Jefferies November merger highlighted some of the concerns overshadowing the investment banking industry, in the wake of the crisis.
Notably, the company's acquisition by a more financially stable Leucadia National begged the question of whether the full-service independent investment banking business model could be sustained, given stricter requirements around capital and harsher assessments from ratings agencies.
In the wake of Jefferies mid-November merger with Leucadia National, KBW analysts called the deal "defensive," and ratings agency Moody's took a wait and see approach on any prospective upgrades.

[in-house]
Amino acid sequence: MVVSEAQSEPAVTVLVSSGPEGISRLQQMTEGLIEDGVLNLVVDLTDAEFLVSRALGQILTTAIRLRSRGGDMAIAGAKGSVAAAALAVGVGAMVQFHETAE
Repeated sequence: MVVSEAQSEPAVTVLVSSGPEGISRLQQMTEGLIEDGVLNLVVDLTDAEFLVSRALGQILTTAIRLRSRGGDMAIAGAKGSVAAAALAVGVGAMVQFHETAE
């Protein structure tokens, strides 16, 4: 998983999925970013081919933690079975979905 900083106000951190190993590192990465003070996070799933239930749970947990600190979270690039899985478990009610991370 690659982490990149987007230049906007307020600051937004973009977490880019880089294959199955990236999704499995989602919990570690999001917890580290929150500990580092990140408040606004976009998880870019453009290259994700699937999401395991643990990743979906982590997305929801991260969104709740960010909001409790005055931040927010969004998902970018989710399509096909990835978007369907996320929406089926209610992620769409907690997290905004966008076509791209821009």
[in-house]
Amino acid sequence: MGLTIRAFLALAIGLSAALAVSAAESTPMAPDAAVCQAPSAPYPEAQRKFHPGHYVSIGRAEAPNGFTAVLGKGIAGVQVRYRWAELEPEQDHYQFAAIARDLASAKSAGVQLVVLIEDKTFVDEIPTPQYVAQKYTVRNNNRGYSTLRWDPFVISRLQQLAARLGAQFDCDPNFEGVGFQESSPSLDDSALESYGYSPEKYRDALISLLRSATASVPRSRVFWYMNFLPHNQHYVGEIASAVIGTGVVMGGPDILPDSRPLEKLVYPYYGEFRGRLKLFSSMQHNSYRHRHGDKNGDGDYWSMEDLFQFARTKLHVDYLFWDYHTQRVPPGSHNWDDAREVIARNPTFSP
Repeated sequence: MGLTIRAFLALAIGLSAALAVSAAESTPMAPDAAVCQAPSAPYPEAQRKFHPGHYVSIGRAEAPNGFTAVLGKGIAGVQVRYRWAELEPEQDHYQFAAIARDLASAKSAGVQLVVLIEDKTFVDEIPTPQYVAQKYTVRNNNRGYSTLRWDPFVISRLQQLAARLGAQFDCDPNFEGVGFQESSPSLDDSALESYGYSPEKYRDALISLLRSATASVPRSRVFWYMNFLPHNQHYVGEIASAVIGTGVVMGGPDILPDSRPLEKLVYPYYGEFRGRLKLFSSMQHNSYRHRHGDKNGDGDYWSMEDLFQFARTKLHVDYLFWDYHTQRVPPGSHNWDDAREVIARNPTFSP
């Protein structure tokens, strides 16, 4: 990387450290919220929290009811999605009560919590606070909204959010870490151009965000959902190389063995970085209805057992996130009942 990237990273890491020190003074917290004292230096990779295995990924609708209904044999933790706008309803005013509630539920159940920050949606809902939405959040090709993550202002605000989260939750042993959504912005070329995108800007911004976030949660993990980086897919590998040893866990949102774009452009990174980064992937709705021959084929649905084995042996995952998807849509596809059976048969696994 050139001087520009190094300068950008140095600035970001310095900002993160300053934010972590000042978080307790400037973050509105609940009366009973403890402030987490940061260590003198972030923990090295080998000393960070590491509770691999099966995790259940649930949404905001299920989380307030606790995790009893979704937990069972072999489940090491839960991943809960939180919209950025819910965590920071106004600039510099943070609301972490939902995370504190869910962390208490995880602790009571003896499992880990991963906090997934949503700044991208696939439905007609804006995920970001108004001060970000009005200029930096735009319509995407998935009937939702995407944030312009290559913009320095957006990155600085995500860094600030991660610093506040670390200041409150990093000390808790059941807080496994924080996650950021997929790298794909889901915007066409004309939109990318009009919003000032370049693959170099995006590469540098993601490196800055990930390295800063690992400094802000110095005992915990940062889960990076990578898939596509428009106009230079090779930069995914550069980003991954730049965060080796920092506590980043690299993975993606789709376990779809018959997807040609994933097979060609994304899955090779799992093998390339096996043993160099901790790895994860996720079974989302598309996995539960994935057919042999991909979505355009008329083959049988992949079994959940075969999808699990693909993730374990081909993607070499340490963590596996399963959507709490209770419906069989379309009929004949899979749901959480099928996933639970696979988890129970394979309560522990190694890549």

In the merger Leucadia National - already a 28.6% shareholder in Jefferies - offered 0.81 of its shares for each outstanding Jefferies share in a stock deal that was valued at roughly $3.6 billion when announced on Nov. 12. In announcing the deal, Jefferies highlighted the importance of finding a strategic, capital rich partner.A press release announcing the deal keyed in on capital and the $9 billion in shareholder equity that the combined companies will now have. A key part of the deal was the assumption that the ongoing profitability of Jefferies will create the earnings to utilize a large net operating loss held on Leucadia's balance sheet, converting it into capital that could bolster future trading and banking business. According to Leucadia's third quarter filings with the Securities and Exchange Commission, it would need to generate $4.4 billion in pre-tax income to fully realize the deferred tax asset created its NOL's. Leucadia's financial statements go on to say that its NOL carryforwards will be available until 2029. After the deal is merger is completed - which is expected in early 2012 - Jefferies chief executive Richard Handler will become CEO of the combined companies and Jefferies will be Leucadia's largest business among a span of operations that give it the moniker of being a mini Berkshire Hathaway (BRK.A). To CEO Handler's credit, Jefferies partnership with Leucadia deal culminates a remarkable turnaround for the investment bank from where it stood at this time last year. In the wake of late Oct. 2011 collapse of brokerage MF Global as the debt crisis in Europe escalated, some investors and independent rating agencies were all but ready to write Jefferies off. For more on Jefferies, see why the investment bank and its CEO may turn to a mini Berkshire Hathaway or a bizarre Warren Buffett. For more on Wall Street and Hurricane Sandy relief work, see why a Barclays saleswoman traded by day and volunteered Hoboken aid by night. -- Written by Antoine Gara in New York
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